UAFA – Uniting American Families Act
    ECDF – Every Child Deserves a Family Act
    DOMA – “Defense” Of Marriage Act.

  • My understanding is that both the Log Cabin Republicans and GOProud have more than one member each, and I think they’re supporting Romney.

    I can see a few possible reasons:
    1) They view Romney’s economic policies as more positive than his anti-LGBT polices are a negative.
    2) They recall that he was governor when Massachusetts started allowing same-sex marriages, but little else, and therefore consider him pro-LGBT in spite of all evidence to the contrary.
    3) They are more interested in their party winning than the details of what such a win would mean.
    4) They have difficulty distinguishing between someone who states that they are for slightly better second class-status for LGBTs versus someone who favors worse second-class status. The difference between someone wanting full equality and permanent second-class status is more clear.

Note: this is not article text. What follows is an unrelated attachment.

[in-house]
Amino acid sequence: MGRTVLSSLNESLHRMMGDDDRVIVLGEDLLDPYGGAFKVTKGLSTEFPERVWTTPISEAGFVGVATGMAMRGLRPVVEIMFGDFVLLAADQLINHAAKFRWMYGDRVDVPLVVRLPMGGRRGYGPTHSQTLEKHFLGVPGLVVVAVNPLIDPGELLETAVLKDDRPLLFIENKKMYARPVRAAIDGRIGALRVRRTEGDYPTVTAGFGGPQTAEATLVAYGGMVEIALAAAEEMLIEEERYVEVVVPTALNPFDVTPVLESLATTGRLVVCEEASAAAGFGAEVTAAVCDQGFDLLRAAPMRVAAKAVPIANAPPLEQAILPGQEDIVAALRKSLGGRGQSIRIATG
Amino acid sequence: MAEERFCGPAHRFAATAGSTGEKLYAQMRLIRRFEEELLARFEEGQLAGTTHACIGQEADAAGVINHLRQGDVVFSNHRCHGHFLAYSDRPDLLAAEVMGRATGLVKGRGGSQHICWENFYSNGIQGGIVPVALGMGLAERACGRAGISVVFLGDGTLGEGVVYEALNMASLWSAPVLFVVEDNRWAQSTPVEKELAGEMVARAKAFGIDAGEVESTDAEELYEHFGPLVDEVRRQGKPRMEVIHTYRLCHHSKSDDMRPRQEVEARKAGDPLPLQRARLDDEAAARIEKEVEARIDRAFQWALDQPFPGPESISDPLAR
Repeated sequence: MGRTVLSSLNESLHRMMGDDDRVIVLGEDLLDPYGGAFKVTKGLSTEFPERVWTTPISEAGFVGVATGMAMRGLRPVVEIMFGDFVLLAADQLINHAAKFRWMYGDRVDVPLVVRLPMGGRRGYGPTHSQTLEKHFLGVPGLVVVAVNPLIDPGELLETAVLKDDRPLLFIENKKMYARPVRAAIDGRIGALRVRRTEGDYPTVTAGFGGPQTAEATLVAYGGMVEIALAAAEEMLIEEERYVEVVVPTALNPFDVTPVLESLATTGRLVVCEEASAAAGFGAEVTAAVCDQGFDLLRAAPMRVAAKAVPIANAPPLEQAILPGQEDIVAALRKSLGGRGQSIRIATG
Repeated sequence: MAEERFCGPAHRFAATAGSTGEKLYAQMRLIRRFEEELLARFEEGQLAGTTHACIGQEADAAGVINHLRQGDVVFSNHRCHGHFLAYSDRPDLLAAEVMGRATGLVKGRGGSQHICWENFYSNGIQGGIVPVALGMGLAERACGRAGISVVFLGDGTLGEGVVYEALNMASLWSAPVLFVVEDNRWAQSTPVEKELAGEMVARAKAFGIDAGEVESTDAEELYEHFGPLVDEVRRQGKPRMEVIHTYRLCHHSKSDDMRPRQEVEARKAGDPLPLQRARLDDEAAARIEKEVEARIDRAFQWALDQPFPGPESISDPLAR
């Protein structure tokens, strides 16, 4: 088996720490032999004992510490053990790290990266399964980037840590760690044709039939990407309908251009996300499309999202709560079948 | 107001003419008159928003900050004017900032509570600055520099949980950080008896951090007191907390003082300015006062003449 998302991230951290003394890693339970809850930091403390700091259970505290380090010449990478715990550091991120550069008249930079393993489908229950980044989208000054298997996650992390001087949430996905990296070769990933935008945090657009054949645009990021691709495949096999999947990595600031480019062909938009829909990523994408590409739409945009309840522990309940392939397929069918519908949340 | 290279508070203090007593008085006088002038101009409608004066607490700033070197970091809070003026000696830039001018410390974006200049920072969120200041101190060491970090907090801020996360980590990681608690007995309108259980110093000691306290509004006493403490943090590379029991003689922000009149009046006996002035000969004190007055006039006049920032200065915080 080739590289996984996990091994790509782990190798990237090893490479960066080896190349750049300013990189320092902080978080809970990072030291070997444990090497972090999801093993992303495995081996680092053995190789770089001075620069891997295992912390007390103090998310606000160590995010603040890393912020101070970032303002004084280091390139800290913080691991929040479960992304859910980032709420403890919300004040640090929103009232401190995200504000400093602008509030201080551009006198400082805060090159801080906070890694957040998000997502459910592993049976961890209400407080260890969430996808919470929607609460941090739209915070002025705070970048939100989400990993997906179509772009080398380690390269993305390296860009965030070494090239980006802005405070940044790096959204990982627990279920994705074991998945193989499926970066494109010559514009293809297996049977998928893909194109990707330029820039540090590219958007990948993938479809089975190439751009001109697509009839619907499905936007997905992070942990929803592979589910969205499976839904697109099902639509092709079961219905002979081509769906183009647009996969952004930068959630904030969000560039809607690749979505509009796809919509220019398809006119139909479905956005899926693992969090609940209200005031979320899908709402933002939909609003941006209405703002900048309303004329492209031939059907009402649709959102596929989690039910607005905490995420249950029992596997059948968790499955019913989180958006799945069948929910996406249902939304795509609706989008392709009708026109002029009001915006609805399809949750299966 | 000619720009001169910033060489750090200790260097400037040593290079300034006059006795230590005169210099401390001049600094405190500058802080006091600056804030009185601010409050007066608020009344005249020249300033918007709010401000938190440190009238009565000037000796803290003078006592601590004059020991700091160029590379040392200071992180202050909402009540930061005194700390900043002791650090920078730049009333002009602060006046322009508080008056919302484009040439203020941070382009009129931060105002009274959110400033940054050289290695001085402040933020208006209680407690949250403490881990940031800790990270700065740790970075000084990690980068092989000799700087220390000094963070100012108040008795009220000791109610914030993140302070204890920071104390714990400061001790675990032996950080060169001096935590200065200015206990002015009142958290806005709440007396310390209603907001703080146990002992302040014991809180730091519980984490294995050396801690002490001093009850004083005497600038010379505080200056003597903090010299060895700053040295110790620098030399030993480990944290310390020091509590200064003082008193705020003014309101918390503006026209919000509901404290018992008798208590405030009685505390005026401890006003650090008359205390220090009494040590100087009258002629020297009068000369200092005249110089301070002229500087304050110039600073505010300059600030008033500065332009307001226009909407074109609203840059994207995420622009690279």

However my speculations may be less useful than what the aforementioned organizations have stated about the recent Romney speech:

    Romney Message to
    Goldwater Conservatives: Drop Dead

    (slightly before the speech)

    Governor Mitt Romney’s statement in opposition to not just marriage but civil unions jeopardizes his ability to win moderates, women and younger voters, especially as a large majority of Americans favor some form of relationship recognition for their LGBT friends and neighbors. Ultimately, the response of the Republican candidates this election cycle will determine not just endorsements by Log Cabin Republicans, but the votes of millions of Americans who are simply tired of the culture wars.

    - so maybe LCR isn’t supporting Romney after all…

  • While I think you’re simplifying, you’re largely correct; the number of major parties will nearly always be two. Our electoral system is a significant factor in this, but there are others; in a number of jurisdictions, it’s quite a bit harder for a third party to get on the ballot than either of the primary two parties.